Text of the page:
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August/September 2010 Issue

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  • August/September 2010 Issue

    The August/September 2010 issue of Canadian Woodworking and Home Improvement magazine is now available. Check out the exciting and informative articles in this issue. You can buy a copy at your favourite newstand or order the issue by clicking the link provided.

    Instrument Project: Build an Electric Guitar – Without the Fancy Tools (Part I)

    By: Paul Hillacre
    If you’ve ever thought of building an electric guitar but didn’t like the idea of needing a number of specialized tools, we’ve got a surprise for you. This method allows you to make an incredible instrument without any specialized luthier tools. In this article, Paul turns what appears to be a very difficult and specialized project, into a very doable (and enjoyable) project. He covers in detail: Wood Selection; Making Templates; The Body; Glue Up; Routing the Neck Pocket; and Routing the Control Cavity. He also provides fifteen step-by-step full colour photos with captions, and details on creating five unique jigs to make the whole process go smoothly.

    Wood Finishing: Furniture First Aid

    By: Marty Schlosser
    Of all the ways to extend the life of your furniture, caring for its finish is one of the most important. Learn some tricks of the trade to ensure your furniture doesn’t have to be taken out on the gurney well before its time. Furniture first aid is a broad subject, so for this particular article Marty focuses on the most likely “patients” you’ll encounter: Wax Build-up, Scratches, Scuff Marks, Dents and Water Damage.

    Turning Design: Designing a Segmented Turning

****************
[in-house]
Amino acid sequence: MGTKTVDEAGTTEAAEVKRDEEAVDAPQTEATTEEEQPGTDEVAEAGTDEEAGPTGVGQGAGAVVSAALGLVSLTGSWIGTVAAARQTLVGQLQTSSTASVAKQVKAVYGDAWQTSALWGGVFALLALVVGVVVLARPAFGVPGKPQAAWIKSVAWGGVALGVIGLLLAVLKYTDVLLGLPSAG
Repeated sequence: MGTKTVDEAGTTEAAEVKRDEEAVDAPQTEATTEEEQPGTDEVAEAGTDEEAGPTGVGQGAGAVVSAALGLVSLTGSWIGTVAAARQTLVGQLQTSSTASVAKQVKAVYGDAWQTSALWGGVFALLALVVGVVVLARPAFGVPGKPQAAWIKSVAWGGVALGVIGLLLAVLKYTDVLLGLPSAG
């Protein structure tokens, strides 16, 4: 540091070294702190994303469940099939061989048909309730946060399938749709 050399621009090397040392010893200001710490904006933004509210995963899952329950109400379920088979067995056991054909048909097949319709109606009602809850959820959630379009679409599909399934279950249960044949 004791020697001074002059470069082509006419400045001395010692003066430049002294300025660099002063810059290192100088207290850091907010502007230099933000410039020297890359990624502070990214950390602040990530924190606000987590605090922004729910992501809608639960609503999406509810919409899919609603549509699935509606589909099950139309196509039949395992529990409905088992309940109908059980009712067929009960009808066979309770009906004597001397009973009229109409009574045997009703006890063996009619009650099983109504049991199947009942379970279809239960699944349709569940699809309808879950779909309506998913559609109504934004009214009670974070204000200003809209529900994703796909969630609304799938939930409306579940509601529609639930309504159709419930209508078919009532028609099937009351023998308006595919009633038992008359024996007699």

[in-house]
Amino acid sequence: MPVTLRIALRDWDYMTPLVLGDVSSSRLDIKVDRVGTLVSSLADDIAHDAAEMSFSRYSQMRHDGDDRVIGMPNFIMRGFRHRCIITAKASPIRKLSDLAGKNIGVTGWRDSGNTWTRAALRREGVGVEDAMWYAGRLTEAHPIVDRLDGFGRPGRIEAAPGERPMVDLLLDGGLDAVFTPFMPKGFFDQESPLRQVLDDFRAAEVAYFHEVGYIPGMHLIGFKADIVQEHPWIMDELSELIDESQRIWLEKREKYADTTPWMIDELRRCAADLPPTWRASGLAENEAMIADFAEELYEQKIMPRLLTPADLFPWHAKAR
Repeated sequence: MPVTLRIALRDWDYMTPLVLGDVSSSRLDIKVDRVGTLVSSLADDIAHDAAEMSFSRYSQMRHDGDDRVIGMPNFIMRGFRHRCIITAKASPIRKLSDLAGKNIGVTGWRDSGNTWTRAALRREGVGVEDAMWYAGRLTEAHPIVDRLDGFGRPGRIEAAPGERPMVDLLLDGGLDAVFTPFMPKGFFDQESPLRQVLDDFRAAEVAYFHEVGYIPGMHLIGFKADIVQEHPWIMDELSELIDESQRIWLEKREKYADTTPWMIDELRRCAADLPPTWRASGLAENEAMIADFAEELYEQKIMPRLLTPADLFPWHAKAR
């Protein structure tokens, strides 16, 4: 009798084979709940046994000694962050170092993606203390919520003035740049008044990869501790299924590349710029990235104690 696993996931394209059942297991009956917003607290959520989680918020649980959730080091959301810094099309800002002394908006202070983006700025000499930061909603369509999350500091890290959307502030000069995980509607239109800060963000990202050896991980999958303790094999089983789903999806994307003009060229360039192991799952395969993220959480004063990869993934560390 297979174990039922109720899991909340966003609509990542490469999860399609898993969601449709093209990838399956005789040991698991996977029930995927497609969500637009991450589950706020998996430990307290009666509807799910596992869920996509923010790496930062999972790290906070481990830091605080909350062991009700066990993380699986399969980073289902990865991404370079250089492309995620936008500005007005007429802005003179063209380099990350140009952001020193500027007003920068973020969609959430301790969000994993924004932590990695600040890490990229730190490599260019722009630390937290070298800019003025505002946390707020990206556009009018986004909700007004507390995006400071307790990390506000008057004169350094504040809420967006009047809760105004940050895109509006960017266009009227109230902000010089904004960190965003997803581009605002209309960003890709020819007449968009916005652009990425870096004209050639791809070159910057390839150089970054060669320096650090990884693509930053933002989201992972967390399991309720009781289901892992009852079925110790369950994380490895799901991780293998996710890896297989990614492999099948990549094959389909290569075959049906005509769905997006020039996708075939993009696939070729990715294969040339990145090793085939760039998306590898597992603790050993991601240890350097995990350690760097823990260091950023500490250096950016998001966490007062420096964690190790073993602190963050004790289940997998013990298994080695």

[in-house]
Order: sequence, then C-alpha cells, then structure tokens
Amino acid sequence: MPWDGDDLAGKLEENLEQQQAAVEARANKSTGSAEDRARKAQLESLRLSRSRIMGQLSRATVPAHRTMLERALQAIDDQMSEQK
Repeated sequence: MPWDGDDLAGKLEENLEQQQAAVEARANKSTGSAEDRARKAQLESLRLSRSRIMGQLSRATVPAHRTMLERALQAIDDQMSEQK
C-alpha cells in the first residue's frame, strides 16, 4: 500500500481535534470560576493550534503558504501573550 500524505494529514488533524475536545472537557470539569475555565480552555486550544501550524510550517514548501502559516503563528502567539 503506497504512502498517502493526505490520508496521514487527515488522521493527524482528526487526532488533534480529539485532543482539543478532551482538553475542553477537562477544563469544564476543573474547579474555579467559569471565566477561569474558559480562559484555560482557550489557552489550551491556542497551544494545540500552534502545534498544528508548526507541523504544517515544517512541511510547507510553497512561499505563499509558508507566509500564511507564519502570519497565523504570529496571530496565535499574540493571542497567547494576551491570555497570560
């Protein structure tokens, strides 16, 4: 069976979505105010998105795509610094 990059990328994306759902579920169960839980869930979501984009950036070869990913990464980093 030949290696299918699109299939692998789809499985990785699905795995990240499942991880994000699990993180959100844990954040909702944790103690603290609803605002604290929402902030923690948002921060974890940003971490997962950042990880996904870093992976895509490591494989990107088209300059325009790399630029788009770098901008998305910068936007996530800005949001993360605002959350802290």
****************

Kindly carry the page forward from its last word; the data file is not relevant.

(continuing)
By: Scotty Lewis
    Forget about expensive, complicated computer software; with a bit of practice this simple method will have you laying out a segmented turning in less time than it takes to sharpen your turning gauge. People are always asking Scotty what program he uses to design his bowls. The fact is that he has never used a woodturning design program, or any fancy charts to work out his segment sizes. In fact, he has come up with his own method that makes layout and design very easy. All you need are a few simple drawing tools, all of which you probably already have in your shop. Scotty provides excellent instructions, as well as eight full colour step-by-step photos with detailed explanations. When you see how easy it is to make your own designs, you’ll be designing new and unique segmented bowls every time.

    Home Project: Foot Stool

    By: Jim Sinclair
    The design for this foot stool is patterned after a foot stool that Jim built as a child over forty years ago, and which he still uses today. We present it here as an ideal starter project, regardless of your age. Jim leads you through the steps of: Designing the Piece; Basic Preparation; Preparing the Legs; Preparing the Top; The Center Support; The Sides; Joinery and Assembly; and Finishing. Jim also gives eleven full colour photos, and an detailed materials list. If you are a beginner woodworker, and want to take the next step, this project is sure to give you a ‘leg up’.

    Router Skills: Template Routing

    By: Steve Morris